Georgia Wildlife Resources Division
2070 U.S. Hwy. 278, SE, Social Circle, GA 30025
The opening day of the Georgia turkey hunting season is Sat., Mar. 26 and the Georgia Department of Natural Resources’ Wildlife Resources Division anticipates that the 2011 season should be fair, with harvest likely down from the 2010 season. Statistics from the 2010 season harvest summary indicate that an estimated 47,275 resident Georgia hunters bagged 34,001 turkeys last year.
“We had a real productive 2010, so there will be many juvenile turkeys available for harvest,” says Kevin Lowrey, Wildlife Resources Division wild turkey project coordinator. “However, the poor reproduction levels in 2007 and in 2009 will lower the supply of vocal adult gobblers.”
Georgia’s current turkey population is estimated at 335,000 birds and turkey hunters here are privileged with one of the longest turkey seasons nationwide. With a bag limit of three gobblers per season, hunters have from Mar. 26 through May 15, 2011 to harvest their bird(s). Because most hunters pursue wild turkeys on private lands, the Wildlife Resources Division reminds hunters to always obtain landowner permission before hunting.
WMA Hunting Opportunities
For those looking to hunt on public land, Georgia’s Wildlife Management Areas offer excellent turkey hunting opportunities. Through the WMA system, resident hunters have access to nearly one million acres of prime hunting land for just $19 a year. Success rates and total harvest numbers from 2010 may help indicate which WMAs hunters should target this year.
In the northwest, Johns Mountain and Paulding Forest WMAs reported the highest harvest. In the northeast, Lake Russell and Dawson Forest WMAs had the highest harvest. In west central Georgia, hunters should try Blanton Creek and Big Lazer WMAs. In east central Georgia, Di-Lane Plantation and Yuchi WMAs reported the highest harvest. In the southeast, hunters should visit Paulks Pasture and Sansavilla WMAs. Middle Georgia hunter should try Big Hammock and Beaver Dam WMAs. Finally, in southwest Georgia, River Creek and Chickasawhatchee WMAs had the highest harvest rates.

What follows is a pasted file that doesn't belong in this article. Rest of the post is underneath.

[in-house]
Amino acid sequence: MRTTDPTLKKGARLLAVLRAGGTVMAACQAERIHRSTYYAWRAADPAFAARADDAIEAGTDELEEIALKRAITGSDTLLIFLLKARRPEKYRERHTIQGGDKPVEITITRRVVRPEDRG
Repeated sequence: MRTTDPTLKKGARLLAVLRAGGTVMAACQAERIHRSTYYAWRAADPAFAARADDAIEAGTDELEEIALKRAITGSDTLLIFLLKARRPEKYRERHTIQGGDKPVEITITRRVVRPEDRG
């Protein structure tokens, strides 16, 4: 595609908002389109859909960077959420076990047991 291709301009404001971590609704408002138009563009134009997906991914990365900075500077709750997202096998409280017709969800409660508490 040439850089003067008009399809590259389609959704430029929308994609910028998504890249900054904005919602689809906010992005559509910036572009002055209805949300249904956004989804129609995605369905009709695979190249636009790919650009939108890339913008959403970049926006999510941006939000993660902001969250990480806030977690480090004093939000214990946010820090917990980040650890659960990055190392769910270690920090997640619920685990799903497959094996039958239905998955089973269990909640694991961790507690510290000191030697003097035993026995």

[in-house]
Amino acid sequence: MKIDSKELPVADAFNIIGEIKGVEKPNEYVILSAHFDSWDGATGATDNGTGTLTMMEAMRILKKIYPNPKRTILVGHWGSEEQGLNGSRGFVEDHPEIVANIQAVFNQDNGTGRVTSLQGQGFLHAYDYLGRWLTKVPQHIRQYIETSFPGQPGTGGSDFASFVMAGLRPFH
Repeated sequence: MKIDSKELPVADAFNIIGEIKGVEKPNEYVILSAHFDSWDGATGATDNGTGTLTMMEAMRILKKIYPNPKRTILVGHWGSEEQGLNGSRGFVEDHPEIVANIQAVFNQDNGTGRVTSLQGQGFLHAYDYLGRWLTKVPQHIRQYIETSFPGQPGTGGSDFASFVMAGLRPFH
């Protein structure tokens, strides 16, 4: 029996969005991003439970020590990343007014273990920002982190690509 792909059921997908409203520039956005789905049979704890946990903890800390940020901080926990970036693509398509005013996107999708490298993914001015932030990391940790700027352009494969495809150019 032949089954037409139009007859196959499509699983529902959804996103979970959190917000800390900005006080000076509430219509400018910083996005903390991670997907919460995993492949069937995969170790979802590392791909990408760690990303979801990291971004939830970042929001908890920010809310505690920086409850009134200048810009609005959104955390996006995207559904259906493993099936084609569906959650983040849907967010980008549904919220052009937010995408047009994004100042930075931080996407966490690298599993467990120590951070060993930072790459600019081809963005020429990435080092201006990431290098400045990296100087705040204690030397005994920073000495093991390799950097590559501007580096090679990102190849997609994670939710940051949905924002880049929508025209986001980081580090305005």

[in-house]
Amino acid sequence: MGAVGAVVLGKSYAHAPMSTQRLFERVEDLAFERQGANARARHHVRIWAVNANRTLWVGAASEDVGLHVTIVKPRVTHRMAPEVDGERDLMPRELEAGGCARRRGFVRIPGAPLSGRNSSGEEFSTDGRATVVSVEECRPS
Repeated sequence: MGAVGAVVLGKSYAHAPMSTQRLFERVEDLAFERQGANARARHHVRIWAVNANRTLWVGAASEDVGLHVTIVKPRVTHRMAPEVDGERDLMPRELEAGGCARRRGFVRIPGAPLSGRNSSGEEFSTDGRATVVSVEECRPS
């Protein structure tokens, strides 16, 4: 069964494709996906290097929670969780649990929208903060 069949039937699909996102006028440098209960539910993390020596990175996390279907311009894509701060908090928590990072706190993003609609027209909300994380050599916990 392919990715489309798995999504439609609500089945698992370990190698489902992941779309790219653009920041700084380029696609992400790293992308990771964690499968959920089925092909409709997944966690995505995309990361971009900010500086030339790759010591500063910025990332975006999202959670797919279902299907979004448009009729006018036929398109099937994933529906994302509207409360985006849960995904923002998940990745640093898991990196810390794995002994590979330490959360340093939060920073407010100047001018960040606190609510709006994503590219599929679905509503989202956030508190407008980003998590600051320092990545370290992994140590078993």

A WMA license is required for any person 16 years or older who does not possess a valid honorary, sportsman or lifetime license when hunting wild turkey on a WMA or Public Fishing Area. In addition, a valid hunting license and a big game license are required to legally hunt wild turkey. Legal firearms and archery equipment for hunting wild turkey are shotguns, loaded with No. 2 or smaller shot, any muzzleloading firearm, longbow, crossbow or compound bow.
Conservation of the Wild Turkey in Georgia
The restoration of the wild turkey is one of Georgia’s great conservation success stories. Although the bird population currently hovers around 335,000 statewide, as recently as 1973, the wild turkey population was as low as 17,000. Intensive restoration efforts, such as the restocking of wild birds and establishment of biologically sound hunting seasons facilitated the recovery of wild turkeys in every county. This successful effort resulted from cooperative partnerships between private landowners, hunters, conservation organizations like the National Wild Turkey Federation and the Wildlife Resources Division.
The Georgia Chapter of the National Wild Turkey Federation has donated more than $3,326,481 since 1985 on projects that benefit wild turkey and other wildlife. The NWTF works cooperatively in partnership with the Wildlife Resources Division and other land management agencies with the focus on habitat enhancement, hunter access, wild turkey research and education. There currently are 96 local Georgia chapters of the NWTF with membership totals of more than 17,000.
For more information regarding wild turkey hunting opportunities, WMA hunting opportunities, 2011 wild turkey hunting seasons, regulations or license requirements in Georgia, visit www.gohuntgeorgia.com  .